Traffic fumes affect asthma in children genetically susceptible to the disease
AllerGen researchers at The University of British Columbia, University of Alberta and University of Manitoba, in partnership with collaborators in Sweden, Germany, and the Netherlands, have identified that children with a specific genetic profile may be at an increased risk of developing asthma after exposure to traffic-related air pollution (TrAP).
The Traffic pollution, Asthma, Genetics (TAG) Study is the first Canadian-European consortium to examine how traffic-related air pollution and genetic profiles contribute to the development of childhood asthma. The study is led by AllerGen investigators, Dr. Michael Brauer, a professor in the School of Population and Public Health, and Dr. Chris Carlsten, Chair in Occupational and Environmental Lung Disease, at The University of British Columbia.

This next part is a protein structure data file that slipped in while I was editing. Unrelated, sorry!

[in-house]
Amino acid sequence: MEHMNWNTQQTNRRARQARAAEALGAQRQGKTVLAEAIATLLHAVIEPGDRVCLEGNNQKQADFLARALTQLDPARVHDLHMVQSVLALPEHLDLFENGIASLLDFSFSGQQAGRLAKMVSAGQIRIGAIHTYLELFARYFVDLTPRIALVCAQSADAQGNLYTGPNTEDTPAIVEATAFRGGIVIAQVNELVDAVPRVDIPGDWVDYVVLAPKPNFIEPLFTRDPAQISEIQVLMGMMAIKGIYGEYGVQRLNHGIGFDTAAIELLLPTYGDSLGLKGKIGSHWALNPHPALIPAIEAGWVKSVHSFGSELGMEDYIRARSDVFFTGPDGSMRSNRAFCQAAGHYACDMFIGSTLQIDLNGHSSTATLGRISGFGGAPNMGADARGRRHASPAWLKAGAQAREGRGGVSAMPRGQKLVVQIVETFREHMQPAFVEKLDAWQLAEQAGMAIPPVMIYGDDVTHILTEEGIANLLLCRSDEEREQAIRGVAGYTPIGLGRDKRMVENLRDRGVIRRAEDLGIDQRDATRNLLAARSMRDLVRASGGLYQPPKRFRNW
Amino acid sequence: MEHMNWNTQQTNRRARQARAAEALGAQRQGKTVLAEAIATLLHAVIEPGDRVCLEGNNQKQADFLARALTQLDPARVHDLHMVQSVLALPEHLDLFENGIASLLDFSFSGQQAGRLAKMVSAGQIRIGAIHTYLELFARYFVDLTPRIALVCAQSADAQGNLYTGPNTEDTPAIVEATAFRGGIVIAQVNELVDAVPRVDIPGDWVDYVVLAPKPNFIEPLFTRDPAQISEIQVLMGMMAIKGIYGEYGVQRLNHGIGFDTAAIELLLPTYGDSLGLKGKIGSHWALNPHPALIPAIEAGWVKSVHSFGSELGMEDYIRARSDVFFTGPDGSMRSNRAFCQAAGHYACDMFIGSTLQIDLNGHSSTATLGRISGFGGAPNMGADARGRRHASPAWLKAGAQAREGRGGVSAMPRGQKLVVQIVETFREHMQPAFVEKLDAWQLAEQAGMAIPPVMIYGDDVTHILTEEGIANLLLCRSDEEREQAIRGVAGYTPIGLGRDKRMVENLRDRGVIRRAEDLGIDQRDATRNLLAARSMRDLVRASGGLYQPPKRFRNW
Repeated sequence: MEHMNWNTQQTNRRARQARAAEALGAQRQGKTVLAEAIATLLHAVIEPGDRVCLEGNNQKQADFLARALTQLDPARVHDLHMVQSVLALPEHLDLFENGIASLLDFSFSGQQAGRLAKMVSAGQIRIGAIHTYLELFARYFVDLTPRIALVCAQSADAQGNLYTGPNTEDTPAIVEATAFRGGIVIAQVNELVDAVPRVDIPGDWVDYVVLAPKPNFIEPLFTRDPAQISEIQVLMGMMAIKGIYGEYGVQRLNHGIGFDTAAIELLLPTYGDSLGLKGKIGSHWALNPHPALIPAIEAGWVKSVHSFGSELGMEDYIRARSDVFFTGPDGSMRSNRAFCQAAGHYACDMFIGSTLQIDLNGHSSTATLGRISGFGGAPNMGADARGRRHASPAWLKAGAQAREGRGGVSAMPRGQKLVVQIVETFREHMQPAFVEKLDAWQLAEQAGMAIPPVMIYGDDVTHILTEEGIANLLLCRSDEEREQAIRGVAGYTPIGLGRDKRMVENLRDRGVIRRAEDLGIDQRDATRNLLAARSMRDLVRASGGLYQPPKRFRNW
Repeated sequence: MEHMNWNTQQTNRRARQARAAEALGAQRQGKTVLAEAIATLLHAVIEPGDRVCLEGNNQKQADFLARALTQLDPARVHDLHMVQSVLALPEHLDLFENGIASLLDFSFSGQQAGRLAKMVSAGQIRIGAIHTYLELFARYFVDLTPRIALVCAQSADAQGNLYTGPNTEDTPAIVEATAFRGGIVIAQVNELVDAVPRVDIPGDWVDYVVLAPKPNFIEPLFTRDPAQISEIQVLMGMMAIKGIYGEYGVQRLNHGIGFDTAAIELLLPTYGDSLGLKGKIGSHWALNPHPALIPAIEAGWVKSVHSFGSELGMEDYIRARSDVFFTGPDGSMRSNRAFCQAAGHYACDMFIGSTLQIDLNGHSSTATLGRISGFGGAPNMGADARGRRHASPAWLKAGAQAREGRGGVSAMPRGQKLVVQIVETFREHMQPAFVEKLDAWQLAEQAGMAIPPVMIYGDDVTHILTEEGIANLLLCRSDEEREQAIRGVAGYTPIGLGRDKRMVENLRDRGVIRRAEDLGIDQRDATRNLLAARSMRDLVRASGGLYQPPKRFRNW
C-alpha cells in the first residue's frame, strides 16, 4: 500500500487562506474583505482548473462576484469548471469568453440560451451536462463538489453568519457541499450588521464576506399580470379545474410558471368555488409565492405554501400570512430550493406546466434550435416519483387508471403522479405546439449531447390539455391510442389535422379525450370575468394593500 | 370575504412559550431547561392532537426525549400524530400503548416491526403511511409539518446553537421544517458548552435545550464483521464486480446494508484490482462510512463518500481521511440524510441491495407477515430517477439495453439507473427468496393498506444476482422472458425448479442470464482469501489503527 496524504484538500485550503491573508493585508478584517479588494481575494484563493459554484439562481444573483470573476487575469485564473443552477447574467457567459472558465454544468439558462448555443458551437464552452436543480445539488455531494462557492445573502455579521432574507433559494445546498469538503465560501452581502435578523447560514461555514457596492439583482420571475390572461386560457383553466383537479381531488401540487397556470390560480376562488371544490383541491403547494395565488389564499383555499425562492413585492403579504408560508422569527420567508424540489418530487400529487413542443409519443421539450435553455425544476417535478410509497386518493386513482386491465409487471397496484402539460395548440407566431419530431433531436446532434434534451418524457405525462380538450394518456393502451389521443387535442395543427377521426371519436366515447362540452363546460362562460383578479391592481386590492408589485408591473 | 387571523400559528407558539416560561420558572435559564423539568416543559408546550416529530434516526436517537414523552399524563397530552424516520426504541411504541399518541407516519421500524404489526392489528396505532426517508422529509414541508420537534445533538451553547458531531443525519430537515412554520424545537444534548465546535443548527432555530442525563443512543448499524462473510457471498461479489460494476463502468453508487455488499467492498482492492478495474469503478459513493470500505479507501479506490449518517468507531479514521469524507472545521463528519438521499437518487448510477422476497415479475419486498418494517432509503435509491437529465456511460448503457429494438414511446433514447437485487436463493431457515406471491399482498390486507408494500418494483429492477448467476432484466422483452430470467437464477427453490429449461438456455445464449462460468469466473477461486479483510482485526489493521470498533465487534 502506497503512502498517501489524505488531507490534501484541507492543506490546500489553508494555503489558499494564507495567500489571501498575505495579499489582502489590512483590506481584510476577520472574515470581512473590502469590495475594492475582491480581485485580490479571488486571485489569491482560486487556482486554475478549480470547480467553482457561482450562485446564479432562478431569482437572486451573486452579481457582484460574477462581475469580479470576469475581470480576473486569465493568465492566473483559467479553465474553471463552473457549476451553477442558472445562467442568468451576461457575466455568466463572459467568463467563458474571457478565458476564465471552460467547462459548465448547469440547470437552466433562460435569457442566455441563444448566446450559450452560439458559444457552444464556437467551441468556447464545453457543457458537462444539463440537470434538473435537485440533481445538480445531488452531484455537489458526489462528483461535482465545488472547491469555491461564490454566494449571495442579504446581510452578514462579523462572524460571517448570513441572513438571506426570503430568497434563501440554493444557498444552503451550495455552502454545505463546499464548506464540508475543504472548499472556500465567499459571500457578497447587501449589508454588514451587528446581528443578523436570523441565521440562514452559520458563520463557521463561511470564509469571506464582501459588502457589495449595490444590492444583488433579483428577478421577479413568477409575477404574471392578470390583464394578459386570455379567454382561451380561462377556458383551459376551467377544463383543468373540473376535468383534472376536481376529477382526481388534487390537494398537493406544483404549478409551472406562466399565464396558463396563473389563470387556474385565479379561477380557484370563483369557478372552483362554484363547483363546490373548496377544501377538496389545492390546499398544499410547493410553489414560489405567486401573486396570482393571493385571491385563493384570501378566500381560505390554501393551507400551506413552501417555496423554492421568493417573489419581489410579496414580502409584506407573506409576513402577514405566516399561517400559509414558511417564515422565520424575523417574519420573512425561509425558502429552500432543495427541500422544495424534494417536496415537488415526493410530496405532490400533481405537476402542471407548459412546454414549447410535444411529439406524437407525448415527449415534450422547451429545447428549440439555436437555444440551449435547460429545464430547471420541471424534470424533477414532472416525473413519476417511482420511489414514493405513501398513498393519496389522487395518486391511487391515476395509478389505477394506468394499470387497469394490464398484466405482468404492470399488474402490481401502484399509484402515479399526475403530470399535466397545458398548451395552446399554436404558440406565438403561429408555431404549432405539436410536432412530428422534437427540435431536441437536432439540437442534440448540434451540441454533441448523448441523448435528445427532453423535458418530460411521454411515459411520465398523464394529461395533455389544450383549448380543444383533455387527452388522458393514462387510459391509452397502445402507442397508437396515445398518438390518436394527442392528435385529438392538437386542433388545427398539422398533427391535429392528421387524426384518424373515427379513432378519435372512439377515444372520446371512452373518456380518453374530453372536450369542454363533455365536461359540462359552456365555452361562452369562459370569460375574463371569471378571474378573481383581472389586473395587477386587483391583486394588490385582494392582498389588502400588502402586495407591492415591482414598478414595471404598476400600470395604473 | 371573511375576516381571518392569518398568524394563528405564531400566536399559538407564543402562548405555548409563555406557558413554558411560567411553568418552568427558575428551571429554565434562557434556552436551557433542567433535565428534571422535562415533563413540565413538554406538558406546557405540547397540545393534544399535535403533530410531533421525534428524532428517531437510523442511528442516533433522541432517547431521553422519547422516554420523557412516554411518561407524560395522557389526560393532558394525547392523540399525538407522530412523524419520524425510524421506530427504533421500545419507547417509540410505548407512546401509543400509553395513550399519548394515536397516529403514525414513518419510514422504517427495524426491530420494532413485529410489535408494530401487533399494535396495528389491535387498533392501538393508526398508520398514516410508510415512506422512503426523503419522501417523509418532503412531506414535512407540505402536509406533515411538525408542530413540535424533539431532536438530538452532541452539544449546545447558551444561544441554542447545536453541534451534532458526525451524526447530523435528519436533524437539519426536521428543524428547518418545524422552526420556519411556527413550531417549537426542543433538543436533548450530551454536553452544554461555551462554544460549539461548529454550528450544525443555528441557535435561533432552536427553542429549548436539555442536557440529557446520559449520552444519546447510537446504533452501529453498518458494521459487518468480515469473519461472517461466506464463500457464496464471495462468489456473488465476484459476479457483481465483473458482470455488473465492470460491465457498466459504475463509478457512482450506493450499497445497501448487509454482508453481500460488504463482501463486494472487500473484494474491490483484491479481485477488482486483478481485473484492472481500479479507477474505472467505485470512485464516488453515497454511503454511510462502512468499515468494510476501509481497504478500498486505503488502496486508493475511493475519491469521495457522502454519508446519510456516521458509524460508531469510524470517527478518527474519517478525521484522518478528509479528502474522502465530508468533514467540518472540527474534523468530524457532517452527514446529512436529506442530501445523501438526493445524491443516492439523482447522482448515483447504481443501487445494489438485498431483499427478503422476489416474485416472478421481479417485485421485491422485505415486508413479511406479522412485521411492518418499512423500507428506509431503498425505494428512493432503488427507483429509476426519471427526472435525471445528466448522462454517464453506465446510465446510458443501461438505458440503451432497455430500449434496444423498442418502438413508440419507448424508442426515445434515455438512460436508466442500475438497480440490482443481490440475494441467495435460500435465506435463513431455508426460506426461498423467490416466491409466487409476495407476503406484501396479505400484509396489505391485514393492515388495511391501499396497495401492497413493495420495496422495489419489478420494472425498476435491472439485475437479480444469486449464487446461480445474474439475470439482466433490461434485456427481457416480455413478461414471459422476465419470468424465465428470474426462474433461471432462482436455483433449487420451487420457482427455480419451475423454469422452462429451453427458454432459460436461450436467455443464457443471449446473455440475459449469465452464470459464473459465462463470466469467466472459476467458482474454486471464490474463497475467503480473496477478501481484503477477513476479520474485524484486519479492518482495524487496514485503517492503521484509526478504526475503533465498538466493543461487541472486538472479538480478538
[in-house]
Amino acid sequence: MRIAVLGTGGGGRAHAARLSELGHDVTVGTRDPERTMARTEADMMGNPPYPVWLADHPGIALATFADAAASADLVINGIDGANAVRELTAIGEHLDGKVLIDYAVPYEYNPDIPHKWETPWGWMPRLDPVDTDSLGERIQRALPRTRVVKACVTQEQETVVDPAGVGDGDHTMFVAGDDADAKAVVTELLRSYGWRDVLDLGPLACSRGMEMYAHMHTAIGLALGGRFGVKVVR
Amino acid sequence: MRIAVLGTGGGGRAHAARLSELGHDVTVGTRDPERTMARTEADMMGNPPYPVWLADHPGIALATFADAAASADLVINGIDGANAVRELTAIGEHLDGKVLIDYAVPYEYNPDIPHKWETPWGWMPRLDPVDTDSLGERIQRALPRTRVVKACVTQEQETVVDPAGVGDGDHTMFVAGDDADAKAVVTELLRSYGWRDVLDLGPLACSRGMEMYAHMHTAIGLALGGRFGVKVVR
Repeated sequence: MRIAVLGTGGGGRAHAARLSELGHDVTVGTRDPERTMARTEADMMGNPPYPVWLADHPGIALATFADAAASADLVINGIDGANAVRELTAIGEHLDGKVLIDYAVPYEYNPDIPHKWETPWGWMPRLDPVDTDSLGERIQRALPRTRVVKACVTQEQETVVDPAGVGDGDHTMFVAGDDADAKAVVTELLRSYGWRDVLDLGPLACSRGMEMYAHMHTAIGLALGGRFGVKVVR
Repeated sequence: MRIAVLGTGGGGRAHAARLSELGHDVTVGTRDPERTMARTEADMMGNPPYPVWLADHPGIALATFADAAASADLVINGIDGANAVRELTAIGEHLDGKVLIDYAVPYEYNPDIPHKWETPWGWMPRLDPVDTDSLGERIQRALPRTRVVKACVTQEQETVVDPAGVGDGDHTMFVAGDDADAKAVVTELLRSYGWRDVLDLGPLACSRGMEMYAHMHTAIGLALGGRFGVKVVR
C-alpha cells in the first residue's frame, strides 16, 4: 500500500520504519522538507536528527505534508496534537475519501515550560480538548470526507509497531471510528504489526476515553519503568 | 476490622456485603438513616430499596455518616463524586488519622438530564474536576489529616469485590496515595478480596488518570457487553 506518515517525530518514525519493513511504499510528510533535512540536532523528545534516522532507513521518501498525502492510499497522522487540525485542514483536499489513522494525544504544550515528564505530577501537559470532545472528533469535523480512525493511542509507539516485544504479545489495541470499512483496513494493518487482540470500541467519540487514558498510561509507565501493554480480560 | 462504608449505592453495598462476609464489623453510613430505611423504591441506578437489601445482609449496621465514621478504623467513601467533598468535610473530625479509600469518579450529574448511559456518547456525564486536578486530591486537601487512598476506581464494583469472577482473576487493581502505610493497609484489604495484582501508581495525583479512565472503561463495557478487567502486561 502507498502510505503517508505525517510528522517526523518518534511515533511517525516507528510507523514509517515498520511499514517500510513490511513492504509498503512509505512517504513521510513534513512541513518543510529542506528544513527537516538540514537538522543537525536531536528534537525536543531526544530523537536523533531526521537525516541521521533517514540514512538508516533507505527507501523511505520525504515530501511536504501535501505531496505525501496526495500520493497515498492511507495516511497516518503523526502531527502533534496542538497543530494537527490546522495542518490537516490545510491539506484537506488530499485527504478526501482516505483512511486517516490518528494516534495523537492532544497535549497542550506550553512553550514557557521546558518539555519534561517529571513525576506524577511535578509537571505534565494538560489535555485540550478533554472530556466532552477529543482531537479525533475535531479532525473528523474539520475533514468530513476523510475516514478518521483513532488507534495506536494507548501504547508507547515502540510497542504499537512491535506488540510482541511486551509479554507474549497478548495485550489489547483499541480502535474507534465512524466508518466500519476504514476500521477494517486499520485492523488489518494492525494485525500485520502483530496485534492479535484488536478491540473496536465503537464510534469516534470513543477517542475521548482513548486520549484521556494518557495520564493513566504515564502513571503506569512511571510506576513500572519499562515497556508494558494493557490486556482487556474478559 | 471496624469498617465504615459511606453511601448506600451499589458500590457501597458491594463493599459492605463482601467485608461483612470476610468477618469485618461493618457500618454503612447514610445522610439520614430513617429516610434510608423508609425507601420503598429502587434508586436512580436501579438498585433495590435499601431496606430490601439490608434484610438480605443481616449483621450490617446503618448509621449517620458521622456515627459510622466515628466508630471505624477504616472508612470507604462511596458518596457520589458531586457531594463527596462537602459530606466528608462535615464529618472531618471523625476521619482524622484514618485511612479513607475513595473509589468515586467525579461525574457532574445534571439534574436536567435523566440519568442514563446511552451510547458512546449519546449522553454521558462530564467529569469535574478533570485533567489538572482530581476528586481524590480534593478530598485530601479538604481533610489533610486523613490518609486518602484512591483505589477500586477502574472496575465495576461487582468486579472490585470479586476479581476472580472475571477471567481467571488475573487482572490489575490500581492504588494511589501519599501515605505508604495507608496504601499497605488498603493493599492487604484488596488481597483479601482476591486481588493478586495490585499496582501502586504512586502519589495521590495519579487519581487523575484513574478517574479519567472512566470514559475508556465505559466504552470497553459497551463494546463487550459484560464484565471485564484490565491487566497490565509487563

Study findings, published in January in Environmental Health Perspectives, suggested that children with one variant of the gluathione S-transferase P1, or GSTP1 gene, had double the expected risk of developing asthma associated with traffic-related air pollution. “This supports the plausibility of a causal relationship and brings us closer to understanding the mechanism of action of traffic pollution in vulnerable people,” said Dr. Brauer.
The TAG Study combined data from over 15,000 children enrolled in six (two Canadian and four European) birth cohorts. “Generous partnership with our European colleagues allowed us to gather enough children to show an effect that would likely be hidden within a smaller group; extrapolating to the global population, this has important public health implications,” Dr. Carlsten commented.